Fallen eloquence: Mannerist aesthetics in twentieth-century American literature
Finch, David Zachary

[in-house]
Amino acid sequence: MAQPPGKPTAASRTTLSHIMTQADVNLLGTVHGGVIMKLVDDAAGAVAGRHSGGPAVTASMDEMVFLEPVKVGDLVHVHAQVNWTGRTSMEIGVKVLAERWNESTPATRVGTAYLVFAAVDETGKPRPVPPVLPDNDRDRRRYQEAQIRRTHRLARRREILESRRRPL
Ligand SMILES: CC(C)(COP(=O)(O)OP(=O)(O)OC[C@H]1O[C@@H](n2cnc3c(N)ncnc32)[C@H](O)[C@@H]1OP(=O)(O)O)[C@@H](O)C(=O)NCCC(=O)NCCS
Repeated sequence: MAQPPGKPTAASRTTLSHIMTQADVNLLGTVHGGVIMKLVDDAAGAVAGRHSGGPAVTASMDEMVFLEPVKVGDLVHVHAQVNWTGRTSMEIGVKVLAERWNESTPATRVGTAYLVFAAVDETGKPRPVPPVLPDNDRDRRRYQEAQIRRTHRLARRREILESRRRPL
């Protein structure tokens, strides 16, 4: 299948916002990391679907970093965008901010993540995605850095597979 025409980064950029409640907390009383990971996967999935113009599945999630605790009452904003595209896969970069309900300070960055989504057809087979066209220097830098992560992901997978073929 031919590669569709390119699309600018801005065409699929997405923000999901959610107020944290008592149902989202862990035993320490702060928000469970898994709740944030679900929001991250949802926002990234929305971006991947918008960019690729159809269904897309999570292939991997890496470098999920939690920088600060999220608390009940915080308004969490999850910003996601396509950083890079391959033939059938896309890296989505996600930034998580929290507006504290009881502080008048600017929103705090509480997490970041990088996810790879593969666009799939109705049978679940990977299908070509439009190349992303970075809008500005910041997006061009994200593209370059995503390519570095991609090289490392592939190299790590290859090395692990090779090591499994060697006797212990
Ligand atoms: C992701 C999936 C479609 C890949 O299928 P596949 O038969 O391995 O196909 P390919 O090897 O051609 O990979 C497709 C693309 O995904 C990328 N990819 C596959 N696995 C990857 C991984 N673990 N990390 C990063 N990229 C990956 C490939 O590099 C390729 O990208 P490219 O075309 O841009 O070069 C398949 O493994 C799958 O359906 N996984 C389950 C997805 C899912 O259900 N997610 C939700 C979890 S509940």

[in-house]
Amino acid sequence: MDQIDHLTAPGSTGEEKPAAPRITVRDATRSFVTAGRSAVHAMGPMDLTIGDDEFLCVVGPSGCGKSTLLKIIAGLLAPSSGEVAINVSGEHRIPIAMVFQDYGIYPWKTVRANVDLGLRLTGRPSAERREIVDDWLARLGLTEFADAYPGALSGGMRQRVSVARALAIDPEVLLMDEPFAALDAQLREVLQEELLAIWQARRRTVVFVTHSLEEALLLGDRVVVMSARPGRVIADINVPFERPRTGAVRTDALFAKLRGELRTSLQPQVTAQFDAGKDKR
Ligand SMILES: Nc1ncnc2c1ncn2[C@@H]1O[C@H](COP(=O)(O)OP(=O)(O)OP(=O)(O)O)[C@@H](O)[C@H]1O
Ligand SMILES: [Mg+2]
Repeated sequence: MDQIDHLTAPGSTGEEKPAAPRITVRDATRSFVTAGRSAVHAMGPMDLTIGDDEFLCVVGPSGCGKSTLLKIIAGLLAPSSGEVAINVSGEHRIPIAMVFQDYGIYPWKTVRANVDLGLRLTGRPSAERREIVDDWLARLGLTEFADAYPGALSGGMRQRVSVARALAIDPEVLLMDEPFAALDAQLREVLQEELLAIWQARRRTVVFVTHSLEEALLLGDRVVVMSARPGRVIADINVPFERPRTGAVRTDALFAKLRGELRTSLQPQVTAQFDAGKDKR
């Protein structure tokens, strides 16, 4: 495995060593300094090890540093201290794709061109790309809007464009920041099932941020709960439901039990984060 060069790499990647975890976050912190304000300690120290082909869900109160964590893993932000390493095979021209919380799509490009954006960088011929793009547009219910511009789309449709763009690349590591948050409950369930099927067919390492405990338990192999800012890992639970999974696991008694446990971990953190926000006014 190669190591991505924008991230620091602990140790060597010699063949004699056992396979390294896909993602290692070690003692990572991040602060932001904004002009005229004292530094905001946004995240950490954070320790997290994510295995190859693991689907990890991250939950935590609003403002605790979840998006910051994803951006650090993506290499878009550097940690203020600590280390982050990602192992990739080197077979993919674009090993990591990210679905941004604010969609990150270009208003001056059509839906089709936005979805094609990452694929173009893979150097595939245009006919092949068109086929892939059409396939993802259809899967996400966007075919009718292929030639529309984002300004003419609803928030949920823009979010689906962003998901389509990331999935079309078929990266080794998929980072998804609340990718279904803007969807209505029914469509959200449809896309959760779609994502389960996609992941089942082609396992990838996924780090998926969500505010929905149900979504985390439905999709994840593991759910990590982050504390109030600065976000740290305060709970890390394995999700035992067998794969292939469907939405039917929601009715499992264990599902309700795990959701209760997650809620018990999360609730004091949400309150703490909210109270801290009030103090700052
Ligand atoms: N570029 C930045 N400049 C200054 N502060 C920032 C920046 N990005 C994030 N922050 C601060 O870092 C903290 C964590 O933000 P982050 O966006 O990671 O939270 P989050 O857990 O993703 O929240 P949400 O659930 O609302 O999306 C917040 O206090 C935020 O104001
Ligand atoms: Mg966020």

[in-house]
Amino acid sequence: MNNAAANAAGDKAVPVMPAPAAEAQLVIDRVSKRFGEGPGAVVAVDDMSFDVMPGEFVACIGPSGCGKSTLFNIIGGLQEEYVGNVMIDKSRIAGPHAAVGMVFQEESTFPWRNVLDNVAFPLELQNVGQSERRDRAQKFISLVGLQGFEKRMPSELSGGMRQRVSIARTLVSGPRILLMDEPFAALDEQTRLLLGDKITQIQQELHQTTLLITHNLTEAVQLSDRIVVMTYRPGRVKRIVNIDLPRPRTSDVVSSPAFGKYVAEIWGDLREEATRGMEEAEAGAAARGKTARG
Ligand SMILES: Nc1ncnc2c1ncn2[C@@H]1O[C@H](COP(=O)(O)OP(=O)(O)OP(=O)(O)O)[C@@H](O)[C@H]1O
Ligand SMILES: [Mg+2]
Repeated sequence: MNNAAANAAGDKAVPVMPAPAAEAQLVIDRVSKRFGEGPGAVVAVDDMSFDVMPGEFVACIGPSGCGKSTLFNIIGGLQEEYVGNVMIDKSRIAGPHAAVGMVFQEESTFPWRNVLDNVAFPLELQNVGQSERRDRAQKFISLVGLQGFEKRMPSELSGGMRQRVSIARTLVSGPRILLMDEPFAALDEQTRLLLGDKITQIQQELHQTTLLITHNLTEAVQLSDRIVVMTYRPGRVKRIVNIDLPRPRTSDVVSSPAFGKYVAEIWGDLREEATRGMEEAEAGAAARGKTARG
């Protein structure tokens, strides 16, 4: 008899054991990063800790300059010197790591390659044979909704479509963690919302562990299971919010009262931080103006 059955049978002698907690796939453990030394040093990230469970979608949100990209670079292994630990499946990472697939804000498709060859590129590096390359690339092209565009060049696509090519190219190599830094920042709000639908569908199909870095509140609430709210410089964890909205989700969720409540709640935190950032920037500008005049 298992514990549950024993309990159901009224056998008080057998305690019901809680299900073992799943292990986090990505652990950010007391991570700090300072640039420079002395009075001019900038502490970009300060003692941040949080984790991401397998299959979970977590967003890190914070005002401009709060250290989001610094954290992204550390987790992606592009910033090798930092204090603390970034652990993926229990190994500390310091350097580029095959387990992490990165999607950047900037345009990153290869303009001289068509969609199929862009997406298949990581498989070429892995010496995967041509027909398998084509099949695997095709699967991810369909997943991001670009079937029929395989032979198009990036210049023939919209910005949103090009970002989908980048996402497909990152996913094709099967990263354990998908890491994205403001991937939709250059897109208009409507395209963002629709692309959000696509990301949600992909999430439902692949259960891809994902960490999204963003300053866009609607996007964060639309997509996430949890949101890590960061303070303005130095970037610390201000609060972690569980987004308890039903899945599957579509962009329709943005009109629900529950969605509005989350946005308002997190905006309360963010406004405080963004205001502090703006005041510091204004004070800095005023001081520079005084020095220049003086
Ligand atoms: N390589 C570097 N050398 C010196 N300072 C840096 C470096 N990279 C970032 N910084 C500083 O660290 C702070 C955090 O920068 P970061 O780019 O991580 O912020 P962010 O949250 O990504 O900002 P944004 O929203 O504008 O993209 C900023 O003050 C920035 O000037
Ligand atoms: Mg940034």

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"Fallen Eloquence: Mannerist Aesthetics in Modern American Literature" explores how rhetorical excess underwrites both the aesthetic power and the claims to authority made by a key genealogy of American writers including Henry James, Marianne Moore, Wallace Stevens and John Ashbery. Drawing on the history of the visual arts movement of the late Renaissance, when Mannerism first emerged, I develop a modern mannerist aesthetic to account for the singularity of these writers who inhabit the otherness of language so artificially. In the context of the alienation experienced by subjects living under conditions of modernity, mannerist practice foregrounds the unnatural nature of language, the reification of discursive forms, and the authority of prescribed models, usages, idioms and customs. By exaggerating these norms to the point of distortion, the mannerist writer transforms language from a site of alienation to a site of conspicuous mastery. The hyperbolic and belated eloquence of the mannerist sensibility reveals "genius" to be the mythological result of a highly plastic operation. At the same time, mannerist virtuosity performs a negative capability that draws out the pure pleasures of linguistic materiality in a way that transcends the politics of style and presences the potentiality of the writer's agency. This definition of a trans-historical mannerist aesthetic circumvents the traditional binaries of modernism / postmodernism and romanticism / the avant-garde in order to show that a parasitic linguistic economy, in which imitation precedes originality, underlies the potency and the authority of this important group of writers.